The canyon really opens up on the last day, and it got pretty warm. Although still beautiful, it was hard not to feel that the scenery was a bit more monotonous. For diversion, our hiking was broken up by a pair of paragliders coming down into the canyon off the nearby cliffs. At first, we wondered whether they were planning to just hike out, but then we heard and then saw the helicopter fly in and pick them up. Wonder how much that cost?

    We stopped for lunch at the Willis Ranch ruins. Nothing more than a seep of water there, and then continued out the rest of the trip. Took some photos at Lonely Dell Ranch and then finished off the hike.

    I found it interesting that one of the most beautiful backpacking trips I have ever done ends with a 1/2 mi. hike on the paved road back to the parking lot ... :-k

    We stopped at the Marble Canyon Lodge for hot showers ($2.50 in quarters), then headed to Flag for dinner and on to the Valley that evening.

    What a fantastic place and a wonderful trip. Glad to have enjoyed some quality "unplugged" time with my family. Great memories. :y:

    I think I literally took 1,000 photos. When I pare them down a bit, I'll post them.
    Wire Pass
    rating optionrated 4rated 4rated 4rated 4
    We were all stiff from all the walking in the sand the previous day. This was our tenth and last day of this journey. Breakfast was a quick and quiet affair. Camp was packed up and loaded, seeming more of a chore than normal. Our friends got their stuff loaded before us, but we had been out longer so they were patient with us.

    We elected to take one more quick hike. I like slot canyons, so we stopped at Wire Pass and took the wash down into the slot towards Buckskin Gulch. A few hundred feet into the slot we found an obstacle. Last time we hiked this there was a 5 foot drop here but it was easily climbed or descended. A new chockstone had been pushed into place sometime in the intervening years creating a 10 foot drop. I helped belay the last of a group in front of us down the drop, but our group elected to backtrack and climb up and out of the slot on the southern side and drop down back into it farther east. Actually it was fun seeing members of the group get some confidence in their scrambling abilities.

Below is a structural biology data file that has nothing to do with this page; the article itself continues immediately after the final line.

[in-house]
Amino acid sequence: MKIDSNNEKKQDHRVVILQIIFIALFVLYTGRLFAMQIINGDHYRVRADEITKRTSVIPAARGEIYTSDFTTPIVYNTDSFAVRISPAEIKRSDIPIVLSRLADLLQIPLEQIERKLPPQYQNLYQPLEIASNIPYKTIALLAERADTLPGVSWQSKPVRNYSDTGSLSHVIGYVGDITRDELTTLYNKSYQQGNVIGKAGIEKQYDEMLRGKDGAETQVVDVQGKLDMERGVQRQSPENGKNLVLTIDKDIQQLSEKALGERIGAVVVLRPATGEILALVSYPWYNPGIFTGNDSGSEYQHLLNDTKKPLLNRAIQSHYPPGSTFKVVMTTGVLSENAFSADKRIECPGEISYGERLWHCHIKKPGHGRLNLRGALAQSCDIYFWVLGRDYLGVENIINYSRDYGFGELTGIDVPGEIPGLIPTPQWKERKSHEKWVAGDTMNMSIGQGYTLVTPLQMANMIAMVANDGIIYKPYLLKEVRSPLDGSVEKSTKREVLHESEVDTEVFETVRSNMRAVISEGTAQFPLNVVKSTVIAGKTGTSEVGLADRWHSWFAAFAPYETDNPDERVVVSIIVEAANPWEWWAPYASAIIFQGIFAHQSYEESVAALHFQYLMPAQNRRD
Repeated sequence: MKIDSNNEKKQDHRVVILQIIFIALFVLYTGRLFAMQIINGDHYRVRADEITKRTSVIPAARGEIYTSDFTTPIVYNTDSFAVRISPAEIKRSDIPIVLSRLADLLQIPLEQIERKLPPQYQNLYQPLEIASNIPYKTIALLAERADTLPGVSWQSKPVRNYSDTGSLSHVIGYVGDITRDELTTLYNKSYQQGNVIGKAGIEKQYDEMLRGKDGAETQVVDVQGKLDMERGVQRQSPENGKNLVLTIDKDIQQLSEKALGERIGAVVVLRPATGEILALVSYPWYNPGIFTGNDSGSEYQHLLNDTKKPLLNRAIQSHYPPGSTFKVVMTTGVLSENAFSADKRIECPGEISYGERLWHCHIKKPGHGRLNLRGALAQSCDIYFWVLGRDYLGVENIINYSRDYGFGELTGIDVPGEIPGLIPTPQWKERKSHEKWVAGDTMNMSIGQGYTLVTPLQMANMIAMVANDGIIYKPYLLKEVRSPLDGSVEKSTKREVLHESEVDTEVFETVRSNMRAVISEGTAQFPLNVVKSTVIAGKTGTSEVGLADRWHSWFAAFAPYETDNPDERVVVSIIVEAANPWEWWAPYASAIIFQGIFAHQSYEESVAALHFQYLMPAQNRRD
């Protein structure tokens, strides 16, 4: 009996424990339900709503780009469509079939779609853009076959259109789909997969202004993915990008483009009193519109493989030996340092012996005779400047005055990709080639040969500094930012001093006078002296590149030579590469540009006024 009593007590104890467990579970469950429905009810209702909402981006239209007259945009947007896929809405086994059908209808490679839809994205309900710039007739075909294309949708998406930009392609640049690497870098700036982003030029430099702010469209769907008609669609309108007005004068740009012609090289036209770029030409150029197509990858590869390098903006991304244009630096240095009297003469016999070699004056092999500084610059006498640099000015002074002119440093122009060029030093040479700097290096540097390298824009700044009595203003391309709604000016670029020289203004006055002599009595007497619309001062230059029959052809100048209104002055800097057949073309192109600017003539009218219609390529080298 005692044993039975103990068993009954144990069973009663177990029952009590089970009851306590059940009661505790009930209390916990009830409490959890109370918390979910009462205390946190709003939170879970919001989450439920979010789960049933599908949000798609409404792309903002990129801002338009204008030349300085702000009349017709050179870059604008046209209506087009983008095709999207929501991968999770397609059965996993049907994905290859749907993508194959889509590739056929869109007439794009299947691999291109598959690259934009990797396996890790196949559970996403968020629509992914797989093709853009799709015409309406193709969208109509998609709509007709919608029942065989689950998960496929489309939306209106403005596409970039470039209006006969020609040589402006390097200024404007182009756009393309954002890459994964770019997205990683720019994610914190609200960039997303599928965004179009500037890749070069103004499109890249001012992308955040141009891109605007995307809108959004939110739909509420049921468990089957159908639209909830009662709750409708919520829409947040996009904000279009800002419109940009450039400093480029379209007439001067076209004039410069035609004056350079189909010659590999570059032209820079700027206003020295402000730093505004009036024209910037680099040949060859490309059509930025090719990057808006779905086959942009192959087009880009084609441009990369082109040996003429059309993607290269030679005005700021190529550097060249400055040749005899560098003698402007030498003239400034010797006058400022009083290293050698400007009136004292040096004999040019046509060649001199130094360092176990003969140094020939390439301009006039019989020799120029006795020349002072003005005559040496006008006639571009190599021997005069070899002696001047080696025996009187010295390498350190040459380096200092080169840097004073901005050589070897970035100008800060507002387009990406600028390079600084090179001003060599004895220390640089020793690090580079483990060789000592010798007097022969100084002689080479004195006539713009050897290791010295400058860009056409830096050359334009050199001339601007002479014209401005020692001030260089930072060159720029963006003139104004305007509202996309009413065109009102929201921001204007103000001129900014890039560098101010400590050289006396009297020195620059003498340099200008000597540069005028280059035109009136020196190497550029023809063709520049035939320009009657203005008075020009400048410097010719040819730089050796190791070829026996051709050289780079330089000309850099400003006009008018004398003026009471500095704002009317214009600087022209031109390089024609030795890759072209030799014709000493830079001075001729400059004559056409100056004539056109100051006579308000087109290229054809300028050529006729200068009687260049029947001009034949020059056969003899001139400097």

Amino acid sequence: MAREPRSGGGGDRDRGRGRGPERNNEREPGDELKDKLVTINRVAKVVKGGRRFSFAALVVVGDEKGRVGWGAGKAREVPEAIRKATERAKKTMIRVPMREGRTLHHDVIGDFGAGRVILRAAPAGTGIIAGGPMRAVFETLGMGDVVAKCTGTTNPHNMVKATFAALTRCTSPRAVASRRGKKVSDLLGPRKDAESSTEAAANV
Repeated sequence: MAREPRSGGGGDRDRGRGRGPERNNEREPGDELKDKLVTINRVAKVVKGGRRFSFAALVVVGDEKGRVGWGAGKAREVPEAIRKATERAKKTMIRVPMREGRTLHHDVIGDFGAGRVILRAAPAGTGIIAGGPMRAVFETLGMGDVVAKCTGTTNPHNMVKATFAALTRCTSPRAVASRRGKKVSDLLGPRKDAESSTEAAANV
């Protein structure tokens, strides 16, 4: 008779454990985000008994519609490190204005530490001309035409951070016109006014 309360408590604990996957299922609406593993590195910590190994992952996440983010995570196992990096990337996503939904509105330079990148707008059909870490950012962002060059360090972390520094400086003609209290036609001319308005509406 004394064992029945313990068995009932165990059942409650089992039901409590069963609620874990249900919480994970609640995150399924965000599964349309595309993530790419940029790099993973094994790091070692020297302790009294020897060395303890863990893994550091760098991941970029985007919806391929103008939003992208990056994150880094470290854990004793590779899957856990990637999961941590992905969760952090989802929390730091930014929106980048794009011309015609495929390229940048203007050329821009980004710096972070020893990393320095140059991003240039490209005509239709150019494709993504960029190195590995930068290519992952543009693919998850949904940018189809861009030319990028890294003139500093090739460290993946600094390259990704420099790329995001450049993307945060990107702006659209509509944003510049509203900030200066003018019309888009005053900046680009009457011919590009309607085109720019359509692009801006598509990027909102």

We explored the slot some more and emerged at the confluence with Buckskin gulch. We gawked at the huge arch there and checked out the petroglyph panels. Buckskin was very muddy upstream and had deep pools downstream. We turned back fairly quickly and headed for the trailhead.

    The tires got aired back up before we hit pavement. After a lunch of burgers in Page, we said our farewells to our friends and compatriots for the later part of our trip. The drive back to Phoenix was mostly quiet. After ten days, 1205 miles, 267 of those miles off pavement, 5 nights of camping in 4 different places, we pulled our very dirty vehicle into the garage. Our first overland trip in the new rig was complete. There were many things that went well and several lessons learned. But we know we will be out again and next year will bring a longer and more challenging adventure.
    _____________________
    Wire Pass
    rating optionrated 4rated 4rated 4rated 4
    We were all stiff from all the walking in the sand the previous day. This was our tenth and last day of this journey. Breakfast was a quick and quiet affair. Camp was packed up and loaded, seeming more of a chore than normal. Our friends got their stuff loaded before us, but we had been out longer so they were patient with us.

    We elected to take one more quick hike. Mary Jo likes slot canyons, so we stopped at Wire Pass and took the wash down into the slot towards Buckskin Gulch. A few hundred feet into the slot we found an obstacle. Last time we hiked this there was a 5 foot drop here but it was easily climbed or descended. A new chockstone had been pushed into place sometime in the intervening years creating a 10 foot drop. I helped belay the last of a group in front of us down the drop, but our group elected to backtrack and climb up and out of the slot on the southern side and drop down back into it farther east. Actually it was fun seeing members of the group get some confidence in their scrambling abilities.